Graf photo

Team Comcast’s Brandon Graf, an eighth-grader at Cape Christian Academy, faces a shot this season against the Philadelphia Little Flyers.

Cyndi Graf

The team is ranked No. 5 in the country. The coach is a U.S. Hockey Hall of Famer. The players include sons of Philadelphia Flyers stars Danny Briere and Kimmo Timonen, and a grandson of Flyers legend Bobby Clarke.

The top goaltender is a Cape Christian Academy eighth-grader from Cape May Court House.

Brandon Graf is 31-0-1 with nine shutouts this season for Team Comcast, a club team that finished the regular season 55-6-3 overall and is ranked No. 5 in the nation by for the “99” age group (players born in 1999 or later) heading into the playoffs Friday night.

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Graf, who recently turned 14, first skated at a birthday party at Flyers Skate Zone in Atlantic City when he was 4. He quickly fell in love with hockey and is now in his fourth year with Team Comcast, which is based at Flyers Skate Zone in Pennsauken and plays in the Atlantic Youth Hockey League.

“Brandon’s definitely proven himself to be an elite goalie,” coach Derian Hatcher said in a phone interview earlier this month. “He’s really stepped up large for us in a lot of big games and probably stole us a couple games this year. … Every game when I put him in the net, I know what I’m going to get.”

Hatcher, 40, was the first American player to captain a Stanley Cup winner, with the Dallas Stars in 1999. He finished his career with the Flyers and now is their player development coach.

Hatcher’s son, Kelton, is a defenseman for Team Comcast. The forwards include Briere’s son Carson, Timonen’s son Max, Clarke’s grandson Peter White, and Flyers coach Peter Laviolette’s son John. Former Flyer Kjell Samuelsson’s son Mattias is a defenseman.

The elder Briere is an assistant coach, and the team has gotten instruction from a host of other Flyers, including Claude Giroux, Brayden Schenn and Braydon Coburn.

“You never know who’s going to show up at practice,” Graf’s mother, Cyndi, 44, said in an interview at their Cape May Court House home earlier this month. “One time, (former Flyers goalie) Robert Esche came and I’m, like, rushing to get my camera.”

Graf said he doesn’t even mention any of it to his classmates at Cape Christian, though.

“Most of them don’t (follow) hockey, and I don’t think they’d understand it,” he said.

Graf lives at least a half-hour further away than anyone else on the team. Driving to practice 2-3 days per week is a chore for both him and his parents. Having games every weekend in places such as Toronto, Detroit and North Carolina is even more difficult — the Grafs take an RV to road games — and there are only a few weekends off per year.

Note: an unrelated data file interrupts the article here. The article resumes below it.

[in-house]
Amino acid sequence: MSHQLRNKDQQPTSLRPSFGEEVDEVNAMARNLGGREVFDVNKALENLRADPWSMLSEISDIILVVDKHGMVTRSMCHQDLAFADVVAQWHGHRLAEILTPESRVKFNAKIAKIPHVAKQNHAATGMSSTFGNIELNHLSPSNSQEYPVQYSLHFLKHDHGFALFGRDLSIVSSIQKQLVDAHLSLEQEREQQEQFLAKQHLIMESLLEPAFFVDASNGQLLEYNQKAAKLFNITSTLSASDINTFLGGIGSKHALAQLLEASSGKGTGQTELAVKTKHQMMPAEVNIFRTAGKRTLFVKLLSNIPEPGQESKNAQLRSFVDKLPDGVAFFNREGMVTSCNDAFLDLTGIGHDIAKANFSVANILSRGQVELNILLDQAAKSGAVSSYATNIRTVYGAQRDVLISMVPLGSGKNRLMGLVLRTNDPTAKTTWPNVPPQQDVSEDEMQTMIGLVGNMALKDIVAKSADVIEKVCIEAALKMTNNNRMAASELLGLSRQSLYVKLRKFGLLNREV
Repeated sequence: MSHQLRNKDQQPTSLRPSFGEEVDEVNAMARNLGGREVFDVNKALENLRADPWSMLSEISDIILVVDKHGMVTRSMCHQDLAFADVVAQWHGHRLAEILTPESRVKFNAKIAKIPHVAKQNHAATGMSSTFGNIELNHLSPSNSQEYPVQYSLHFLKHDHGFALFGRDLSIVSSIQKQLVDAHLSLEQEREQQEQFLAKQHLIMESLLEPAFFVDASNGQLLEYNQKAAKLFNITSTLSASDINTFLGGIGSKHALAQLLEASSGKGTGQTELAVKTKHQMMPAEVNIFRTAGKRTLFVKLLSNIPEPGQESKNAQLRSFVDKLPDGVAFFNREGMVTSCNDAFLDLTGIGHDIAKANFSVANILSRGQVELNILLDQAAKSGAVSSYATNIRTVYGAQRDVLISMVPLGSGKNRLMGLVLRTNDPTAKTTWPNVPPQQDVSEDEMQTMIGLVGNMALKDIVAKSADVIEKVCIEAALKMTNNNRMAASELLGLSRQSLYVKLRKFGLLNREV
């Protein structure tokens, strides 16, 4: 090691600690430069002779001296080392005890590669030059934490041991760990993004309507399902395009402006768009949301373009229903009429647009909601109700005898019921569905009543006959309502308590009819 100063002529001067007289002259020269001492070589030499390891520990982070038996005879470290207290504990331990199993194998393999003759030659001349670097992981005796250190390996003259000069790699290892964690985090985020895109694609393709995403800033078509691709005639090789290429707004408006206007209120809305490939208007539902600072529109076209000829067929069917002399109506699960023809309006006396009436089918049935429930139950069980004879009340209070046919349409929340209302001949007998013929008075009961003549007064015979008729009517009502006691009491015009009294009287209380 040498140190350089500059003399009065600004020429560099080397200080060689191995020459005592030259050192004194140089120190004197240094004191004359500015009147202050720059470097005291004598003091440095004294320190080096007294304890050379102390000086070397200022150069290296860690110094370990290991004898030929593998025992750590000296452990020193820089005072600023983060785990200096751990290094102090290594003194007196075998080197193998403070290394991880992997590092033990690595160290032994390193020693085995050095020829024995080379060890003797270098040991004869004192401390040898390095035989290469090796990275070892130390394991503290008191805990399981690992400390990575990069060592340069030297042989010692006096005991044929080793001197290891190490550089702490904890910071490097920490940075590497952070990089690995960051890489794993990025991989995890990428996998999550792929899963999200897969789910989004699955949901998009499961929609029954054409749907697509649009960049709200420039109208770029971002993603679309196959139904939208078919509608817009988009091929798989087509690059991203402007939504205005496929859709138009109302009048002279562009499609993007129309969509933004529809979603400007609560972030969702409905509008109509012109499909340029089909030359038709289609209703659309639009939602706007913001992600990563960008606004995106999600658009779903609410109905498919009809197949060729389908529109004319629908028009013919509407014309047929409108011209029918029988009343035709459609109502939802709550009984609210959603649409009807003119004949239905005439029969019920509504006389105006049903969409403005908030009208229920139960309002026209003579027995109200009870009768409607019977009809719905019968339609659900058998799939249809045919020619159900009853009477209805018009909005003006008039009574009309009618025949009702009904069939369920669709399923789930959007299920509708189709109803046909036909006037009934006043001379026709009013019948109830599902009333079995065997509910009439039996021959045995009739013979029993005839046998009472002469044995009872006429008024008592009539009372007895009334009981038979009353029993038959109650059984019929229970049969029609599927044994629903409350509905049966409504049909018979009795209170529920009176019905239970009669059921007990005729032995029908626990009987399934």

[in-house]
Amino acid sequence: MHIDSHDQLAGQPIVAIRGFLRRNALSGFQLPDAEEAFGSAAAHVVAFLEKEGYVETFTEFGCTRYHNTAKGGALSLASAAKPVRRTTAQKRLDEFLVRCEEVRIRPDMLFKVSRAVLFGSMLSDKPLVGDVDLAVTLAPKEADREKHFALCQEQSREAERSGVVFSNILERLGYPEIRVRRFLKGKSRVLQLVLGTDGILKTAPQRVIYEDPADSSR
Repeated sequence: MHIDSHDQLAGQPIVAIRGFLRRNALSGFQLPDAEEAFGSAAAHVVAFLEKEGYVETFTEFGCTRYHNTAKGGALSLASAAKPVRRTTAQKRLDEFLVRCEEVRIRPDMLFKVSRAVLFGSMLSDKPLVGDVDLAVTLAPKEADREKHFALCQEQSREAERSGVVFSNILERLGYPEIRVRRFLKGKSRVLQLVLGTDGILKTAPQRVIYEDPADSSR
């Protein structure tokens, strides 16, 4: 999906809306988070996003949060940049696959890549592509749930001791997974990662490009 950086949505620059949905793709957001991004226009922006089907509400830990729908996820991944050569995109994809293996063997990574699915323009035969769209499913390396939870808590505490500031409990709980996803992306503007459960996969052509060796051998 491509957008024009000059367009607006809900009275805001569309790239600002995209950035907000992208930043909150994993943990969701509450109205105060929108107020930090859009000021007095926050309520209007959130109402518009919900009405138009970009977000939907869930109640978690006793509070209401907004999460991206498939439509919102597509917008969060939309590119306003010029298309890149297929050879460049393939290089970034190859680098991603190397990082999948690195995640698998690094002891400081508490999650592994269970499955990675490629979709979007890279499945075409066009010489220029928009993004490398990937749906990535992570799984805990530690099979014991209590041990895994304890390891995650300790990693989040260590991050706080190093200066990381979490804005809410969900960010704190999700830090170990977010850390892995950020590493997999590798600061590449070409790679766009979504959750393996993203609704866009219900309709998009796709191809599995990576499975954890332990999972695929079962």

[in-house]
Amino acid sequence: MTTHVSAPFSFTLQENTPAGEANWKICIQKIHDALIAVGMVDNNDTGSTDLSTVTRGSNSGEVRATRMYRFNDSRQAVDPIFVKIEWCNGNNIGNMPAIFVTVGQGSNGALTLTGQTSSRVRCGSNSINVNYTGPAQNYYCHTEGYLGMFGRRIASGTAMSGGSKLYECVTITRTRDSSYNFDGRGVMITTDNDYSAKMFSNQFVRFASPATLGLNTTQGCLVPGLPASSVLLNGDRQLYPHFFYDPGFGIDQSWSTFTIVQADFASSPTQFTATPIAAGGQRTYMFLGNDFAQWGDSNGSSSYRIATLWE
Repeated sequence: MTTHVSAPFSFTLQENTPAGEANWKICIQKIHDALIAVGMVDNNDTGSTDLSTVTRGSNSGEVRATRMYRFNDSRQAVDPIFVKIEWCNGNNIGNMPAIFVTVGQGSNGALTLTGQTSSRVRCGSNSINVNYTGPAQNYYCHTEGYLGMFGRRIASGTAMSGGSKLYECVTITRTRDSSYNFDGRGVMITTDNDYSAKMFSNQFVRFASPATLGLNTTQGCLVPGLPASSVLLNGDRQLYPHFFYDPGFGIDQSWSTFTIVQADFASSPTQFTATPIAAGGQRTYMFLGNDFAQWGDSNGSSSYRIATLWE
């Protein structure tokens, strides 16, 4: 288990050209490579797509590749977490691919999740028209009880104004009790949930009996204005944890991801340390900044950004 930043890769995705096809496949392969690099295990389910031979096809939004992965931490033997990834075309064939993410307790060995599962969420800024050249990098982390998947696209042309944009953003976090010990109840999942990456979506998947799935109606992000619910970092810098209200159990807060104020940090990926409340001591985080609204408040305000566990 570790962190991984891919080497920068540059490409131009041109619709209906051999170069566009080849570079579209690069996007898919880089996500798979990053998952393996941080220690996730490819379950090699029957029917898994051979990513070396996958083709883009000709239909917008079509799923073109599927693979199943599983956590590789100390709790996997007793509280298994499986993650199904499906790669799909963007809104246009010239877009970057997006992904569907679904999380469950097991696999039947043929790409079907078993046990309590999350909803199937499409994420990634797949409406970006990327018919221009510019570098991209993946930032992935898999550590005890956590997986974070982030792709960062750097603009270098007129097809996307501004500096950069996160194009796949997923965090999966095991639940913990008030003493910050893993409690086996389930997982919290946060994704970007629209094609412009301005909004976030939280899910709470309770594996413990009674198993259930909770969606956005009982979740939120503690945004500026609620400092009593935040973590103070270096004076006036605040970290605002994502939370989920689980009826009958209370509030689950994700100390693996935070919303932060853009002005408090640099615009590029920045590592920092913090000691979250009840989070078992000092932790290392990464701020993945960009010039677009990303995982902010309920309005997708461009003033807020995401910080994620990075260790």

“The trips are tiring, but they’re a lot of fun, too — especially when we’re winning,” Graf said.

Graf’s father, Bruce, 44, owns a business called Commercial Kitchen Cleaning, so he has a flexible schedule.

“If I worked a regular 8-4 job for somebody, there’s no way I could take off the amount of time I take off,” Bruce Graf said.

Brandon misses school frequently and has to do homework on the road. But he maintains a 4.0 grade-point average, according to his parents.

Despite it all, Graf has not gotten burned out. If anything, he said he likes it more each year.

“I do ask him every year before tryouts, ‘Are you sure you still want to go through this?’ “ Cyndi Graf said. “ ‘Are you sure you still want to ride in the car for three hours and do your homework in the car?’ “

The 5-foot-9 Graf has a 1.38 goals-against average and .955 save percentage. He said he models his playing style after the Los Angeles Kings’ Jonathan Quick and the New York Rangers’ Henrik Lundqvist.

“I’m kind of like a hybrid,” he said. “I’m more of, like, a floppier kind of goalie.”

Graf said his favorite part of playing goalie is frustrating shooters. He said even his teammates get infuriated in practice sometimes.

“I like when a shooter thinks he’s going to score and then I just stone him on a save,” he said with a smile.

As competitive as he is, though, Graf is quiet and reserved. Hatcher said he “just goes about his business” on the ice.

“Over four years, we haven’t said a whole lot to one another,” Hatcher said with a laugh. “You try to have conversations and you get a lot of yeses and nos. But he’s smiling a lot. He’s just quietly having fun.”

Graf doesn’t know where he will attend high school, but he already has his eyes on Princeton University, which has a top NCAA Division I hockey program and a meteorology program — Graf’s passion off the ice.

Hatcher said it’s difficult to project a player at this age. But he said it’s a good sign that Graf has continued to get better, whereas many players level off at that age.

“If he can continue on the path he’s on and keep doing what he’s doing consistently, personally I think there’s no reason he can’t go to (a Division I) school,” Hatcher said.

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